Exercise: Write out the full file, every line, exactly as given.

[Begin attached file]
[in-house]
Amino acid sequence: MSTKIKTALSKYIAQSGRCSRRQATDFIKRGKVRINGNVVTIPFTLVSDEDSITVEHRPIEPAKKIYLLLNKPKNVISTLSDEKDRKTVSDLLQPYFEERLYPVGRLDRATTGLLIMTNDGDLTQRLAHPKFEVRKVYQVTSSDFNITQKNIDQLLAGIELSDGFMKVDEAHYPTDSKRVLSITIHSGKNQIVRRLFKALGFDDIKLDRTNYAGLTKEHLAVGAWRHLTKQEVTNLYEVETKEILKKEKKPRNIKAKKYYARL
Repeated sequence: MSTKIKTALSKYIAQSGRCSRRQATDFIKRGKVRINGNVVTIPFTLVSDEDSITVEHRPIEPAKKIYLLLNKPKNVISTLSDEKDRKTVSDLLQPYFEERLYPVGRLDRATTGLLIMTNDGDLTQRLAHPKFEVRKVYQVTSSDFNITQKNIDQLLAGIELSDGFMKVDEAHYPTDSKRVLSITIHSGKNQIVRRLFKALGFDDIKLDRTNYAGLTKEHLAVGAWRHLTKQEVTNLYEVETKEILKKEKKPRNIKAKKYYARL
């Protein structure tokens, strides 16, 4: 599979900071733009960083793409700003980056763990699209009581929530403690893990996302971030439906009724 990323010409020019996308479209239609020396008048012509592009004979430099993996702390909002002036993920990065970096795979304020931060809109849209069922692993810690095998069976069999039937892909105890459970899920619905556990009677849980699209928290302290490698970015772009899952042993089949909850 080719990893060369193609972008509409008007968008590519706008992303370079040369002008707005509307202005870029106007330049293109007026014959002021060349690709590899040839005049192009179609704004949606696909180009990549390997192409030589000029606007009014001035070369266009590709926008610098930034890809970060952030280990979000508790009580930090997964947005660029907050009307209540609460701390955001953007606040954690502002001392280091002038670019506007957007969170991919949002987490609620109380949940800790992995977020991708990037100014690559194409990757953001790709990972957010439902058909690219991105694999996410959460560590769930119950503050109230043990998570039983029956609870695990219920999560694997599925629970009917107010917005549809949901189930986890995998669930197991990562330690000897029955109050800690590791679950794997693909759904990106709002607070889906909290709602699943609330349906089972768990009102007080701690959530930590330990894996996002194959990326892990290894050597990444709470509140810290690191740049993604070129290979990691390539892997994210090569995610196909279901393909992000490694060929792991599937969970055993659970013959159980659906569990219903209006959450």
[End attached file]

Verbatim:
[in-house]
Amino acid sequence: MSTKIKTALSKYIAQSGRCSRRQATDFIKRGKVRINGNVVTIPFTLVSDEDSITVEHRPIEPAKKIYLLLNKPKNVISTLSDEKDRKTVSDLLQPYFEERLYPVGRLDRATTGLLIMTNDGDLTQRLAHPKFEVRKVYQVTSSDFNITQKNIDQLLAGIELSDGFMKVDEAHYPTDSKRVLSITIHSGKNQIVRRLFKALGFDDIKLDRTNYAGLTKEHLAVGAWRHLTKQEVTNLYEVETKEILKKEKKPRNIKAKKYYARL
Repeated sequence: MSTKIKTALSKYIAQSGRCSRRQATDFIKRGKVRINGNVVTIPFTLVSDEDSITVEHRPIEPAKKIYLLLNKPKNVISTLSDEKDRKTVSDLLQPYFEERLYPVGRLDRATTGLLIMTNDGDLTQRLAHPKFEVRKVYQVTSSDFNITQKNIDQLLAGIELSDGFMKVDEAHYPTDSKRVLSITIHSGKNQIVRRLFKALGFDDIKLDRTNYAGLTKEHLAVGAWRHLTKQEVTNLYEVETKEILKKEKKPRNIKAKKYYARL
């Protein structure tokens, strides 16, 4: 599979900071733009960083793409700003980056763990699209009581929530403690893990996302971030439906009724 990323010409020019996308479209239609020396008048012509592009004979430099993996702390909002002036993920990065970096795979304020931060809109849209069922692993810690095998069976069999039937892909105890459970899920619905556990009677849980699209928290302290490698970015772009899952042993089949909850 080719990893060369193609972008509409008007968008590519706008992303370079040369002008707005509307202005870029106007330049293109007026014959002021060349690709590899040839005049192009179609704004949606696909180009990549390997192409030589000029606007009014001035070369266009590709926008610098930034890809970060952030280990979000508790009580930090997964947005660029907050009307209540609460701390955001953007606040954690502002001392280091002038670019506007957007969170991919949002987490609620109380949940800790992995977020991708990037100014690559194409990757953001790709990972957010439902058909690219991105694999996410959460560590769930119950503050109230043990998570039983029956609870695990219920999560694997599925629970009917107010917005549809949901189930986890995998669930197991990562330690000897029955109050800690590791679950794997693909759904990106709002607070889906909290709602699943609330349906089972768990009102007080701690959530930590330990894996996002194959990326892990290894050597990444709470509140810290690191740049993604070129290979990691390539892997994210090569995610196909279901393909992000490694060929792991599937969970055993659970013959159980659906569990219903209006959450």